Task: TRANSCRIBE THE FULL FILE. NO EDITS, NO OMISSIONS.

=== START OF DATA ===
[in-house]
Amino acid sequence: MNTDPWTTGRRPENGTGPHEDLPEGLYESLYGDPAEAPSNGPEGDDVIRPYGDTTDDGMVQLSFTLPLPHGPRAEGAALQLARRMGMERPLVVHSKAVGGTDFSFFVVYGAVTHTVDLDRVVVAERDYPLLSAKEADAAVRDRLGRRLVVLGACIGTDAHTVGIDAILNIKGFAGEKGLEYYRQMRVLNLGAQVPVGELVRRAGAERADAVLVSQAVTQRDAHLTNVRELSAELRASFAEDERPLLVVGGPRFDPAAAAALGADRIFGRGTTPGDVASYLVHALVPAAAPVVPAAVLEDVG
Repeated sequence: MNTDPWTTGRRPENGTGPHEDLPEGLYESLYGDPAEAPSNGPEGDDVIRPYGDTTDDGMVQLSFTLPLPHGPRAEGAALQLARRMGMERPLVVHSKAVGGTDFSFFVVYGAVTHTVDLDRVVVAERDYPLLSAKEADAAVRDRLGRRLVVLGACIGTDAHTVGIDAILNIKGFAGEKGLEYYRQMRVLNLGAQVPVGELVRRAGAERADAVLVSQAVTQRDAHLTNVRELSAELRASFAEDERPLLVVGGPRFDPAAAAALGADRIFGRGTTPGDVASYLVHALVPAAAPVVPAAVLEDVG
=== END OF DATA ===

[in-house]
Amino acid sequence: MNTDPWTTGRRPENGTGPHEDLPEGLYESLYGDPAEAPSNGPEGDDVIRPYGDTTDDGMVQLSFTLPLPHGPRAEGAALQLARRMGMERPLVVHSKAVGGTDFSFFVVYGAVTHTVDLDRVVVAERDYPLLSAKEADAAVRDRLGRRLVVLGACIGTDAHTVGIDAILNIKGFAGEKGLEYYRQMRVLNLGAQVPVGELVRRAGAERADAVLVSQAVTQRDAHLTNVRELSAELRASFAEDERPLLVVGGPRFDPAAAAALGADRIFGRGTTPGDVASYLVHALVPAAAPVVPAAVLEDVG
Repeated sequence: MNTDPWTTGRRPENGTGPHEDLPEGLYESLYGDPAEAPSNGPEGDDVIRPYGDTTDDGMVQLSFTLPLPHGPRAEGAALQLARRMGMERPLVVHSKAVGGTDFSFFVVYGAVTHTVDLDRVVVAERDYPLLSAKEADAAVRDRLGRRLVVLGACIGTDAHTVGIDAILNIKGFAGEKGLEYYRQMRVLNLGAQVPVGELVRRAGAERADAVLVSQAVTQRDAHLTNVRELSAELRASFAEDERPLLVVGGPRFDPAAAAALGADRIFGRGTTPGDVASYLVHALVPAAAPVVPAAVLEDVG